They could never imagine just how sedentary one could be. This sounds like an argument that mousing and typing is sufficient daily exercise as is getting up from the sofa to get a beer from the refrigerator.

Here is also a physician describing the difference between working with a car as compared with the horse and buggy days. It is quite interesting to note that the modern communication and transportation technologies of the car and telephone made people travel less, not more. What I have found has always seemed to suggest the opposite but it would be interesting to do more detailed studies.

There were two doctors when I came here [rural Connecticut- my home area!]. At times there have been three. But now that I have an automobile I can readily cover the region. But the strange part of it is that I have fewer calls to make on the same people. The fact is that the automobile and the telephone have set people’s minds at rest. They don’t send for me in the middle ofthe night the way they used to. If it is only a slight matter they wait until morning. If a little more serious, they telephone. Only in emergencies do they ask me to come to the house at night.  In the past they wanted me to come anyway, in case there might be critical developments; but now they know I can get there in no time if needed, and they do not worry.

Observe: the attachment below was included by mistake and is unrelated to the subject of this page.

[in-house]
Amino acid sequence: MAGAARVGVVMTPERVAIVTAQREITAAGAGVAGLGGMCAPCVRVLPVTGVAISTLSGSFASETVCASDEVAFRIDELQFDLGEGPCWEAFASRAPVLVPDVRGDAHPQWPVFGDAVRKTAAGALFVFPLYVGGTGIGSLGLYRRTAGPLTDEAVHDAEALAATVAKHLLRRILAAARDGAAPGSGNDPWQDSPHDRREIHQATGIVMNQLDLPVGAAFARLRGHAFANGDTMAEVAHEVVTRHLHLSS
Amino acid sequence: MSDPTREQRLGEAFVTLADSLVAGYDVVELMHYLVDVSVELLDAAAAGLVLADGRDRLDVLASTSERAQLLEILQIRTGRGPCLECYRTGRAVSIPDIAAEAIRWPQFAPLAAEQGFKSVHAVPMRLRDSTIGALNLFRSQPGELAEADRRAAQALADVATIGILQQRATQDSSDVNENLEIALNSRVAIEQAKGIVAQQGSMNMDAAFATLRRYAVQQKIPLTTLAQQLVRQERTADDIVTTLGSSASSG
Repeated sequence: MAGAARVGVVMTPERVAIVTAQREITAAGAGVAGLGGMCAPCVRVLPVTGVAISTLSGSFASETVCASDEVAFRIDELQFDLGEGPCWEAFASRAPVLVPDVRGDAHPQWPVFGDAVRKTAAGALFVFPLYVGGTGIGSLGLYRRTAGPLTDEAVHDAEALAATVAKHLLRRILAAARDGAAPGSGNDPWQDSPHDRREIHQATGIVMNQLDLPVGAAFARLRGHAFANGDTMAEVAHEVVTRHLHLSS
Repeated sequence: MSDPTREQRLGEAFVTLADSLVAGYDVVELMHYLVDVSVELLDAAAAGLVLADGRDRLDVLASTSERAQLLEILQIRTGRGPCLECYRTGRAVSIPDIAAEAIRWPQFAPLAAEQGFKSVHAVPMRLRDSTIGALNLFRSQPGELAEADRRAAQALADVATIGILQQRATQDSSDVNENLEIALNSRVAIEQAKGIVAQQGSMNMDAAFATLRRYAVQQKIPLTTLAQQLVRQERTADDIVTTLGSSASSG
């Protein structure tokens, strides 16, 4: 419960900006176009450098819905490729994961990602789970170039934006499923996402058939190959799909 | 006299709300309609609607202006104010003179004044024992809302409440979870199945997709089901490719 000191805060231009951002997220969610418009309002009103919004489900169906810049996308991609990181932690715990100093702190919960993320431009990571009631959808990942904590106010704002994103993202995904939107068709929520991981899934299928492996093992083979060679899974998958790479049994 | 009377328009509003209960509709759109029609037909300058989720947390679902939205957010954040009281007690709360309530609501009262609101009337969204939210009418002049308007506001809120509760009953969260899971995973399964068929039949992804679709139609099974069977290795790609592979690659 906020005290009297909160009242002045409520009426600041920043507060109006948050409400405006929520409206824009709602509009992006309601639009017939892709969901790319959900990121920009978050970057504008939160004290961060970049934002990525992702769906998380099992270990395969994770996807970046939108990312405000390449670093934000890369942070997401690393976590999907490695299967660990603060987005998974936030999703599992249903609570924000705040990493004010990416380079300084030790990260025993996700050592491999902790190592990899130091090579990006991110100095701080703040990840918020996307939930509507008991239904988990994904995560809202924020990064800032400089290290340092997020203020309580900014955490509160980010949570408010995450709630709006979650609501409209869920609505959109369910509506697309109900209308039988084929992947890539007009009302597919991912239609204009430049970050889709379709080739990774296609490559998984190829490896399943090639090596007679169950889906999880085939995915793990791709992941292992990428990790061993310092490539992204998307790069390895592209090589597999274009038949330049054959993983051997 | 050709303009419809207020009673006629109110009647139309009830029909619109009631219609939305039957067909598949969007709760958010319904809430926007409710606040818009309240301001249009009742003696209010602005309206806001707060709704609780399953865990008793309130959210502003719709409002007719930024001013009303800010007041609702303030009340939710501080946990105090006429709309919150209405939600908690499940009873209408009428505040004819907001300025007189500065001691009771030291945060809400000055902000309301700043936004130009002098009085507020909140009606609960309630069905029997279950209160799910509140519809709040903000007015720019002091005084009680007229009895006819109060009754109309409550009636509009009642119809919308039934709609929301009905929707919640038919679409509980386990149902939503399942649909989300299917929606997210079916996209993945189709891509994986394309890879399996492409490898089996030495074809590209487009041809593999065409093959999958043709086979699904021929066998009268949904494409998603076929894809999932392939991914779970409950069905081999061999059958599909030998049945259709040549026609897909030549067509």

From John C. Long Source: Annals of the American Academy of Political and Social Science, Vol. 116, TheAutomobile: Its Province and Its Problems (Nov., 1924), pp. 18-21

Getting Britain on its bike – can Copenhagen show us the way?

Last month I visited Copenhagen, in my capacity as member of the International Scientific Advisory Board of the Danish research project, Bike-ability. Whilst there, as well as talking to lots of people about cycling, I got to ride around the city. Ezra Goldman, who’s involved in the project’s research, asked me to blog on my experiences of and thoughts about cycling in Copenhagen.

Richard Lewis, a principal town and transport planner at the London Borough of Newham, crafted a wonderfully thoughtful response to my blogpost. As part of that post, Richard probed me on whether or not I saw Britain as best following Copenhagen’s example, when it comes to building a cycling culture. Here follows my (perhaps less thoughtful and less crafted, but I hope equally concerned and committed) response. It’s posted here, rather than as a comment, at Ezra’s suggestion, and in the hope that it continues debates as to how – across the globe – we best boost cycling.

Hi Richard